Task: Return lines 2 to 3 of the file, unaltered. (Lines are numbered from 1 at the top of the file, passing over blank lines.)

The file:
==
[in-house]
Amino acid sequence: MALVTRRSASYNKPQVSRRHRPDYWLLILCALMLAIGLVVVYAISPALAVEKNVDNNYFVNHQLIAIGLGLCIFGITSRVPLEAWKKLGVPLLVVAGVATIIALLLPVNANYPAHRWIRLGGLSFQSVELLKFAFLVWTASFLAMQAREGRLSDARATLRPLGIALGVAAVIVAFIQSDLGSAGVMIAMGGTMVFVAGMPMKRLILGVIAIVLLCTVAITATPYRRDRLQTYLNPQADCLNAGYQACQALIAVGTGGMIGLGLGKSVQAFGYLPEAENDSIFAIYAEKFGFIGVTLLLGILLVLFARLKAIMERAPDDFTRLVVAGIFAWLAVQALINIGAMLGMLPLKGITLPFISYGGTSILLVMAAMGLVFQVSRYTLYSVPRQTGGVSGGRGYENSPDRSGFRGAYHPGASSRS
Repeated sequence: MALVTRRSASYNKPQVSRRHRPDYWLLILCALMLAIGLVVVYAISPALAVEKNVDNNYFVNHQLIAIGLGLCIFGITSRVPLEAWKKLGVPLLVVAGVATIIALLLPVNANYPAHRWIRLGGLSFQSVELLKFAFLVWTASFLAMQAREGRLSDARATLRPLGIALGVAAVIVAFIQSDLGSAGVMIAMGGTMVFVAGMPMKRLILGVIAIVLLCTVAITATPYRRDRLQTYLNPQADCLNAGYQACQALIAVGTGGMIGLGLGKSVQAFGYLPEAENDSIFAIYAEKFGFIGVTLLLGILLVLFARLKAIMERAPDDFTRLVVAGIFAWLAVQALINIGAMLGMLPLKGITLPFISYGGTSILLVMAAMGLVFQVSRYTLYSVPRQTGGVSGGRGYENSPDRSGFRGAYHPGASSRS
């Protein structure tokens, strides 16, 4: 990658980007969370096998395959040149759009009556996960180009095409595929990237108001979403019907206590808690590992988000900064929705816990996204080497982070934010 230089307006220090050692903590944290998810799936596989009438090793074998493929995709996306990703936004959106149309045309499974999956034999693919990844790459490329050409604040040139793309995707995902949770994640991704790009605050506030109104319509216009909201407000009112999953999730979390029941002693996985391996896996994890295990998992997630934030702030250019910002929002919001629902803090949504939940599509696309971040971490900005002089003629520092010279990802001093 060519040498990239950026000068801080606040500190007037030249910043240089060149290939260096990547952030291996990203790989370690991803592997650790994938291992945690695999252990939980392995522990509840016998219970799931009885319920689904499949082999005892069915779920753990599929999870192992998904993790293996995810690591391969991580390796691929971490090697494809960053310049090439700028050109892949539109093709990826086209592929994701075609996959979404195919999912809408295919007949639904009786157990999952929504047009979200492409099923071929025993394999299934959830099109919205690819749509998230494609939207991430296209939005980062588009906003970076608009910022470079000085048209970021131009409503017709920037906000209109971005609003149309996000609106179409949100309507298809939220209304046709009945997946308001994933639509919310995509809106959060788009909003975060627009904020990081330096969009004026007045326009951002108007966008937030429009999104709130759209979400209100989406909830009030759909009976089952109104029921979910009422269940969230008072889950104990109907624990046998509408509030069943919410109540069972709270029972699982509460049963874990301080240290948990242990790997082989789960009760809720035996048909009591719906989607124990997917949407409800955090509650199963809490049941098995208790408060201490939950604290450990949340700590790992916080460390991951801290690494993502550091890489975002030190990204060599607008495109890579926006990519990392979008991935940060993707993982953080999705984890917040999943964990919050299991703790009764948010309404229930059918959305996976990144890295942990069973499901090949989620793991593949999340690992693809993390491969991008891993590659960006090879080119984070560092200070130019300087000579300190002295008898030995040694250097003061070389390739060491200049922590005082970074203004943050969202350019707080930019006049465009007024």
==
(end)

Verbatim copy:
Amino acid sequence: MALVTRRSASYNKPQVSRRHRPDYWLLILCALMLAIGLVVVYAISPALAVEKNVDNNYFVNHQLIAIGLGLCIFGITSRVPLEAWKKLGVPLLVVAGVATIIALLLPVNANYPAHRWIRLGGLSFQSVELLKFAFLVWTASFLAMQAREGRLSDARATLRPLGIALGVAAVIVAFIQSDLGSAGVMIAMGGTMVFVAGMPMKRLILGVIAIVLLCTVAITATPYRRDRLQTYLNPQADCLNAGYQACQALIAVGTGGMIGLGLGKSVQAFGYLPEAENDSIFAIYAEKFGFIGVTLLLGILLVLFARLKAIMERAPDDFTRLVVAGIFAWLAVQALINIGAMLGMLPLKGITLPFISYGGTSILLVMAAMGLVFQVSRYTLYSVPRQTGGVSGGRGYENSPDRSGFRGAYHPGASSRS
Repeated sequence: MALVTRRSASYNKPQVSRRHRPDYWLLILCALMLAIGLVVVYAISPALAVEKNVDNNYFVNHQLIAIGLGLCIFGITSRVPLEAWKKLGVPLLVVAGVATIIALLLPVNANYPAHRWIRLGGLSFQSVELLKFAFLVWTASFLAMQAREGRLSDARATLRPLGIALGVAAVIVAFIQSDLGSAGVMIAMGGTMVFVAGMPMKRLILGVIAIVLLCTVAITATPYRRDRLQTYLNPQADCLNAGYQACQALIAVGTGGMIGLGLGKSVQAFGYLPEAENDSIFAIYAEKFGFIGVTLLLGILLVLFARLKAIMERAPDDFTRLVVAGIFAWLAVQALINIGAMLGMLPLKGITLPFISYGGTSILLVMAAMGLVFQVSRYTLYSVPRQTGGVSGGRGYENSPDRSGFRGAYHPGASSRS